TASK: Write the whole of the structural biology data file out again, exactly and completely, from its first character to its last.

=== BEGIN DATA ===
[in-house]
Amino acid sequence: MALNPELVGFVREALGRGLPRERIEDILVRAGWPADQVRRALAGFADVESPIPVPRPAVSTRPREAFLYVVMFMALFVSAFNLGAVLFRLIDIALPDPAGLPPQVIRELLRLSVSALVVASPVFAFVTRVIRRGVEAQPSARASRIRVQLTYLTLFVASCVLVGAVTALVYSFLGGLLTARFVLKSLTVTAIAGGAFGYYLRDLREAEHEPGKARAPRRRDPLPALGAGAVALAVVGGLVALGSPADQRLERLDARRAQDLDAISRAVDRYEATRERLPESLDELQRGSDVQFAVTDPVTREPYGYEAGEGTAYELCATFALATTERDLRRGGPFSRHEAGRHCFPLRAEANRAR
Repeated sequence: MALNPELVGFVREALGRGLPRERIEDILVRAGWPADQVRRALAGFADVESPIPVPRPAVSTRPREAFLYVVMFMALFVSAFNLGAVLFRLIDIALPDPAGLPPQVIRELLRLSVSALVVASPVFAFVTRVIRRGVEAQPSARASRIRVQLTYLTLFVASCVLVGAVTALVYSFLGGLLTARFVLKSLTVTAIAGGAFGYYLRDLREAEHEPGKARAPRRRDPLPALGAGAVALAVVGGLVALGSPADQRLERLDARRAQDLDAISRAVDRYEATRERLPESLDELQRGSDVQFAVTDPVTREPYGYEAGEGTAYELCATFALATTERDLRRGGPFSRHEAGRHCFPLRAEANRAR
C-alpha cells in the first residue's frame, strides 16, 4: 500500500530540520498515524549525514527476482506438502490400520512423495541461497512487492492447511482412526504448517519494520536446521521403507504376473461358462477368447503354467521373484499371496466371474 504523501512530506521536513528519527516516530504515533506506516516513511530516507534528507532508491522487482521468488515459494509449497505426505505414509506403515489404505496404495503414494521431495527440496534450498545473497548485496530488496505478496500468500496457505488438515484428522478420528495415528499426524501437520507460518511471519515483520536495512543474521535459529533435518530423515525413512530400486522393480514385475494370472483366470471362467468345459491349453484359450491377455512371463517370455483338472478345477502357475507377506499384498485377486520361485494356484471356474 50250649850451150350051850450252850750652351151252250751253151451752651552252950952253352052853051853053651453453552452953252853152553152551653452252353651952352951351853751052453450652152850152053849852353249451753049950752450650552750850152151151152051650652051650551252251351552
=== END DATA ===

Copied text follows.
[in-house]
Amino acid sequence: MALNPELVGFVREALGRGLPRERIEDILVRAGWPADQVRRALAGFADVESPIPVPRPAVSTRPREAFLYVVMFMALFVSAFNLGAVLFRLIDIALPDPAGLPPQVIRELLRLSVSALVVASPVFAFVTRVIRRGVEAQPSARASRIRVQLTYLTLFVASCVLVGAVTALVYSFLGGLLTARFVLKSLTVTAIAGGAFGYYLRDLREAEHEPGKARAPRRRDPLPALGAGAVALAVVGGLVALGSPADQRLERLDARRAQDLDAISRAVDRYEATRERLPESLDELQRGSDVQFAVTDPVTREPYGYEAGEGTAYELCATFALATTERDLRRGGPFSRHEAGRHCFPLRAEANRAR
Repeated sequence: MALNPELVGFVREALGRGLPRERIEDILVRAGWPADQVRRALAGFADVESPIPVPRPAVSTRPREAFLYVVMFMALFVSAFNLGAVLFRLIDIALPDPAGLPPQVIRELLRLSVSALVVASPVFAFVTRVIRRGVEAQPSARASRIRVQLTYLTLFVASCVLVGAVTALVYSFLGGLLTARFVLKSLTVTAIAGGAFGYYLRDLREAEHEPGKARAPRRRDPLPALGAGAVALAVVGGLVALGSPADQRLERLDARRAQDLDAISRAVDRYEATRERLPESLDELQRGSDVQFAVTDPVTREPYGYEAGEGTAYELCATFALATTERDLRRGGPFSRHEAGRHCFPLRAEANRAR
C-alpha cells in the first residue's frame, strides 16, 4: 500500500530540520498515524549525514527476482506438502490400520512423495541461497512487492492447511482412526504448517519494520536446521521403507504376473461358462477368447503354467521373484499371496466371474 504523501512530506521536513528519527516516530504515533506506516516513511530516507534528507532508491522487482521468488515459494509449497505426505505414509506403515489404505496404495503414494521431495527440496534450498545473497548485496530488496505478496500468500496457505488438515484428522478420528495415528499426524501437520507460518511471519515483520536495512543474521535459529533435518530423515525413512530400486522393480514385475494370472483366470471362467468345459491349453484359450491377455512371463517370455483338472478345477502357475507377506499384498485377486520361485494356484471356474 50250649850451150350051850450252850750652351151252250751253151451752651552252950952253352052853051853053651453453552452953252853152553152551653452252353651952352951351853751052453450652152850152053849852353249451753049950752450650552750850152151151152051650652051650551252251351552